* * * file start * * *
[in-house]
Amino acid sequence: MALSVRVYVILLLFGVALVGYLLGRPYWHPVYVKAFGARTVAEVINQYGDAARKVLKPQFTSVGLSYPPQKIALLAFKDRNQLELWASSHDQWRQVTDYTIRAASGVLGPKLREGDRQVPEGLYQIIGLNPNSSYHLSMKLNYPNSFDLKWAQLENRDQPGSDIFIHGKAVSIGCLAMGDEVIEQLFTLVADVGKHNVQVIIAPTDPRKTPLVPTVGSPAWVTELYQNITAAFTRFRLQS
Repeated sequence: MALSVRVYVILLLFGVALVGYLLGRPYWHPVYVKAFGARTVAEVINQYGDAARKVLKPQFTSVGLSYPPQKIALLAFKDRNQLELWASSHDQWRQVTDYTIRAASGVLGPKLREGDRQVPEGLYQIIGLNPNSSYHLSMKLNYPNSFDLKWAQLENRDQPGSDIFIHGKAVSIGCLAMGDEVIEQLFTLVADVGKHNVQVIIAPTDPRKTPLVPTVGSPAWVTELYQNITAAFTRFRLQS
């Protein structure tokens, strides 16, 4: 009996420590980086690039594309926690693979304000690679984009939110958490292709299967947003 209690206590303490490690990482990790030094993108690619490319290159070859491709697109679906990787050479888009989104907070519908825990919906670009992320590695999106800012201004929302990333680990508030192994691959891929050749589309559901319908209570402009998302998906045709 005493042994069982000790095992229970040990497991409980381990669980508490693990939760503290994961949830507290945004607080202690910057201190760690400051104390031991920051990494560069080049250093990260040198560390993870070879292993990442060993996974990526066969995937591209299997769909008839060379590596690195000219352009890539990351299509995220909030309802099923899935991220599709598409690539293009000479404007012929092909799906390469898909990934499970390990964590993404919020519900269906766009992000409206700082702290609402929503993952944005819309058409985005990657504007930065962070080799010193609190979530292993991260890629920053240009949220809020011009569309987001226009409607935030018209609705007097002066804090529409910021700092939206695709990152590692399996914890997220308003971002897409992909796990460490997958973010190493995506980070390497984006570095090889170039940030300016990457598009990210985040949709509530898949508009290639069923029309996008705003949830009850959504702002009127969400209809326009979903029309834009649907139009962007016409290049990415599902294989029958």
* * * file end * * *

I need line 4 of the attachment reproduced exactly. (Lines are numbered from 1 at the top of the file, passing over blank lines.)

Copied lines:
């Protein structure tokens, strides 16, 4: 009996420590980086690039594309926690693979304000690679984009939110958490292709299967947003 209690206590303490490690990482990790030094993108690619490319290159070859491709697109679906990787050479888009989104907070519908825990919906670009992320590695999106800012201004929302990333680990508030192994691959891929050749589309559901319908209570402009998302998906045709 005493042994069982000790095992229970040990497991409980381990669980508490693990939760503290994961949830507290945004607080202690910057201190760690400051104390031991920051990494560069080049250093990260040198560390993870070879292993990442060993996974990526066969995937591209299997769909008839060379590596690195000219352009890539990351299509995220909030309802099923899935991220599709598409690539293009000479404007012929092909799906390469898909990934499970390990964590993404919020519900269906766009992000409206700082702290609402929503993952944005819309058409985005990657504007930065962070080799010193609190979530292993991260890629920053240009949220809020011009569309987001226009409607935030018209609705007097002066804090529409910021700092939206695709990152590692399996914890997220308003971002897409992909796990460490997958973010190493995506980070390497984006570095090889170039940030300016990457598009990210985040949709509530898949508009290639069923029309996008705003949830009850959504702002009127969400209809326009979903029309834009649907139009962007016409290049990415599902294989029958």